Languages
Page last updated at 16:20 GMT, Thursday, 13 May 2010 17:20 UK

Hawaii blocks repeat requests for Obama birth records

Obama with his grandparents at his high school graduation in Hawaii
Barack Obama was born in Hawaii and partly raised there

Hawaii has enacted a law allowing officials to ignore repetitive requests for US President Barack Obama's birth certificate.

The measure is aimed at "birthers", who claim Mr Obama was not born in the US and is thus ineligible to be president.

State officials say birthers make dozens of requests every month for copies of Mr Obama's birth certificate.

The new law was requested by Republican Governor Linda Lingle. Mr Obama was born in Honolulu, Hawaii in 1961.

The law applies to any public records that are typically available to anyone who requests to inspect them.

It also permits state officials to deny access to the records or to ignore the request if it duplicates an earlier request.

State law already bars release of a certified birth certificate to anyone who does not have a tangible interest.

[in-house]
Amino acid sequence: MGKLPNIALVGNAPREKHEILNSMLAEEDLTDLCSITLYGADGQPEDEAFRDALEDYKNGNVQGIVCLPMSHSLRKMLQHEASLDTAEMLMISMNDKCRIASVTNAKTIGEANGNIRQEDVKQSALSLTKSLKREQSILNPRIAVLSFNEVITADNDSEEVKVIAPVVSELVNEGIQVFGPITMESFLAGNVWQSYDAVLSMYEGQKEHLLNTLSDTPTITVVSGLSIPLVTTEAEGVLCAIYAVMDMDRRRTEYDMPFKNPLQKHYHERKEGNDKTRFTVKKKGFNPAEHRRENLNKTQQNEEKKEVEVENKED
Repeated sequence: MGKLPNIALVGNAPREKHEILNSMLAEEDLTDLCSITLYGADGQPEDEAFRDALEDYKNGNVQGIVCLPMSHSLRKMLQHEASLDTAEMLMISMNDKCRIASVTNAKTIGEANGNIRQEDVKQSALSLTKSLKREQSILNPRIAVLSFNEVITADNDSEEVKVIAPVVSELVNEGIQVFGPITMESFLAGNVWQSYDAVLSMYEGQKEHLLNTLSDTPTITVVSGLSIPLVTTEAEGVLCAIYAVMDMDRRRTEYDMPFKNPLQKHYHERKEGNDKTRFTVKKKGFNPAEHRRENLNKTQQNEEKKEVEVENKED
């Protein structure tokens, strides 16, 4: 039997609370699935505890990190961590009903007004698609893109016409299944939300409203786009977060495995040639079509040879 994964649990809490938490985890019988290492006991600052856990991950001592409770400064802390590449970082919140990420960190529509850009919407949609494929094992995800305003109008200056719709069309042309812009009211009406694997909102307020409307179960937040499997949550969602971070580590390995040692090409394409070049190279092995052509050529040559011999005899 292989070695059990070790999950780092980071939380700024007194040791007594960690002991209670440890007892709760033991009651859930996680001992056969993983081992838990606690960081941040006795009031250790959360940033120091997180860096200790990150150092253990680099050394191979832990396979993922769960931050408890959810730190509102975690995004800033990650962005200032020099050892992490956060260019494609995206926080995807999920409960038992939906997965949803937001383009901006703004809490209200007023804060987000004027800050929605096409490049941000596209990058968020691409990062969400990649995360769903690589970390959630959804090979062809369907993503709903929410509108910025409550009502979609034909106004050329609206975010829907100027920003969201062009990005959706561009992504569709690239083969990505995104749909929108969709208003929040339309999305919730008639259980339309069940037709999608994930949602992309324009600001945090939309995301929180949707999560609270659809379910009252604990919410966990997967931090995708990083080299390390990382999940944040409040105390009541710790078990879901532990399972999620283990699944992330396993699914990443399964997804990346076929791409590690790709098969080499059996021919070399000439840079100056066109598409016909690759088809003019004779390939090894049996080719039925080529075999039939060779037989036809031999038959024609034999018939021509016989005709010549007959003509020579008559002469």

Since the start of his run for the White House, Mr Obama has been hounded by rumours he was born not in Hawaii but in Kenya, his father's homeland; Indonesia, where he lived as a child; or elsewhere.

The state of Hawaii has released a computer print-out of the birth certificate information and officials have vouched for its authenticity, but that has failed to satisfy the birthers.

State officials have said they receive roughly 50 requests per month for the president's birth certificate, often from the same small group of people, and that processing the requests takes considerable time.



Print Sponsor


SEE ALSO
Q&A: Obama's birth certificate
04 Aug 09 |  Americas

RELATED INTERNET LINKS
The BBC is not responsible for the content of external internet sites


FEATURES, VIEWS, ANALYSIS
Has China's housing bubble burst?
How the world's oldest clove tree defied an empire
Why Royal Ballet principal Sergei Polunin quit

BBC navigation

BBC © 2014 The BBC is not responsible for the content of external sites. Read more.

This page is best viewed in an up-to-date web browser with style sheets (CSS) enabled. While you will be able to view the content of this page in your current browser, you will not be able to get the full visual experience. Please consider upgrading your browser software or enabling style sheets (CSS) if you are able to do so.

Americas Africa Europe Middle East South Asia Asia Pacific